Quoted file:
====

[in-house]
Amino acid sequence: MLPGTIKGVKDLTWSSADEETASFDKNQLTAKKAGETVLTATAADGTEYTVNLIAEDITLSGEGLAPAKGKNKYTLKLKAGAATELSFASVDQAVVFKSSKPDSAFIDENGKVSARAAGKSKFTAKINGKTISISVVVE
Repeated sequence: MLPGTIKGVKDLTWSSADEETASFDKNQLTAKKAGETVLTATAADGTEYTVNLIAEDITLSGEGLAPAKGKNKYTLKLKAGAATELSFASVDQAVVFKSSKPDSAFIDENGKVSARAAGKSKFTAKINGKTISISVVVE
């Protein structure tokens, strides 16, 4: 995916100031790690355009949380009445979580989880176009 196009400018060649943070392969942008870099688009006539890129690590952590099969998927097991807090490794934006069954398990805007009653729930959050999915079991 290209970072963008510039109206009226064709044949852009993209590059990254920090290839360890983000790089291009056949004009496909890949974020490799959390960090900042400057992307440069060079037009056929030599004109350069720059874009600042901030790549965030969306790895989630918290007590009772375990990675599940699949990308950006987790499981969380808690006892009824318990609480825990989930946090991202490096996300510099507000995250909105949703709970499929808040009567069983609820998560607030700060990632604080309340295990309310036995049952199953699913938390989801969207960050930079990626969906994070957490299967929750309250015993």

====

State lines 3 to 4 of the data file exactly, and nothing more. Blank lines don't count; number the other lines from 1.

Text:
Repeated sequence: MLPGTIKGVKDLTWSSADEETASFDKNQLTAKKAGETVLTATAADGTEYTVNLIAEDITLSGEGLAPAKGKNKYTLKLKAGAATELSFASVDQAVVFKSSKPDSAFIDENGKVSARAAGKSKFTAKINGKTISISVVVE
């Protein structure tokens, strides 16, 4: 995916100031790690355009949380009445979580989880176009 196009400018060649943070392969942008870099688009006539890129690590952590099969998927097991807090490794934006069954398990805007009653729930959050999915079991 290209970072963008510039109206009226064709044949852009993209590059990254920090290839360890983000790089291009056949004009496909890949974020490799959390960090900042400057992307440069060079037009056929030599004109350069720059874009600042901030790549965030969306790895989630918290007590009772375990990675599940699949990308950006987790499981969380808690006892009824318990609480825990989930946090991202490096996300510099507000995250909105949703709970499929808040009567069983609820998560607030700060990632604080309340295990309310036995049952199953699913938390989801969207960050930079990626969906994070957490299967929750309250015993």